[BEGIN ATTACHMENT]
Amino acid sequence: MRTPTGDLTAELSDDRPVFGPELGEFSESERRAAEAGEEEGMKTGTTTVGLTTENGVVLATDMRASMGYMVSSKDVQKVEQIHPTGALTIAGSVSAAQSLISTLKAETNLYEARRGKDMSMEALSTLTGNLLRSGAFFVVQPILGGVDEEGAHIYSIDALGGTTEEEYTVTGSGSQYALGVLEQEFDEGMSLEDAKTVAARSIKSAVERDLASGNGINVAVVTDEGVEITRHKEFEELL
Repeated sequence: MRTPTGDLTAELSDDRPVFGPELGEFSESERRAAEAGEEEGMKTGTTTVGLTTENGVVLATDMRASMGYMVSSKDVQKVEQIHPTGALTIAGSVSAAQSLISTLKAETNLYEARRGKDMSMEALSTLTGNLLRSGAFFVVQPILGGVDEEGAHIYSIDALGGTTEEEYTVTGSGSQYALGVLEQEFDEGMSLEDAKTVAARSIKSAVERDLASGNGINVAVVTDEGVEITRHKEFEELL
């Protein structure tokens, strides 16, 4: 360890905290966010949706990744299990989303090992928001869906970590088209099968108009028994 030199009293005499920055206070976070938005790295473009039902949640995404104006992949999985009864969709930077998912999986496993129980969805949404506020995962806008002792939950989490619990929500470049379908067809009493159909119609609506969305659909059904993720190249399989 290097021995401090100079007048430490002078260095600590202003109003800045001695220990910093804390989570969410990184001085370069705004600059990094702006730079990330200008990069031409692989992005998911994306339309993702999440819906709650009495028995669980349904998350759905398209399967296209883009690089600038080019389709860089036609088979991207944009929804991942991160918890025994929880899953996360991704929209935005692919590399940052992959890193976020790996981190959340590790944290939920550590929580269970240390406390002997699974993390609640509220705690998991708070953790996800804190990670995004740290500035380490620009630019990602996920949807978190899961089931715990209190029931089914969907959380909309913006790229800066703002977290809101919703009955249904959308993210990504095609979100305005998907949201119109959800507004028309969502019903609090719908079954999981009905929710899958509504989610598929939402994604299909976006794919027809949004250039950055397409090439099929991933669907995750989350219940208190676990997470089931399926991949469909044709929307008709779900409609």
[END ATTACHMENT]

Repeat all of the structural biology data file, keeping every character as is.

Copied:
Amino acid sequence: MRTPTGDLTAELSDDRPVFGPELGEFSESERRAAEAGEEEGMKTGTTTVGLTTENGVVLATDMRASMGYMVSSKDVQKVEQIHPTGALTIAGSVSAAQSLISTLKAETNLYEARRGKDMSMEALSTLTGNLLRSGAFFVVQPILGGVDEEGAHIYSIDALGGTTEEEYTVTGSGSQYALGVLEQEFDEGMSLEDAKTVAARSIKSAVERDLASGNGINVAVVTDEGVEITRHKEFEELL
Repeated sequence: MRTPTGDLTAELSDDRPVFGPELGEFSESERRAAEAGEEEGMKTGTTTVGLTTENGVVLATDMRASMGYMVSSKDVQKVEQIHPTGALTIAGSVSAAQSLISTLKAETNLYEARRGKDMSMEALSTLTGNLLRSGAFFVVQPILGGVDEEGAHIYSIDALGGTTEEEYTVTGSGSQYALGVLEQEFDEGMSLEDAKTVAARSIKSAVERDLASGNGINVAVVTDEGVEITRHKEFEELL
């Protein structure tokens, strides 16, 4: 360890905290966010949706990744299990989303090992928001869906970590088209099968108009028994 030199009293005499920055206070976070938005790295473009039902949640995404104006992949999985009864969709930077998912999986496993129980969805949404506020995962806008002792939950989490619990929500470049379908067809009493159909119609609506969305659909059904993720190249399989 290097021995401090100079007048430490002078260095600590202003109003800045001695220990910093804390989570969410990184001085370069705004600059990094702006730079990330200008990069031409692989992005998911994306339309993702999440819906709650009495028995669980349904998350759905398209399967296209883009690089600038080019389709860089036609088979991207944009929804991942991160918890025994929880899953996360991704929209935005692919590399940052992959890193976020790996981190959340590790944290939920550590929580269970240390406390002997699974993390609640509220705690998991708070953790996800804190990670995004740290500035380490620009630019990602996920949807978190899961089931715990209190029931089914969907959380909309913006790229800066703002977290809101919703009955249904959308993210990504095609979100305005998907949201119109959800507004028309969502019903609090719908079954999981009905929710899958509504989610598929939402994604299909976006794919027809949004250039950055397409090439099929991933669907995750989350219940208190676990997470089931399926991949469909044709929307008709779900409609």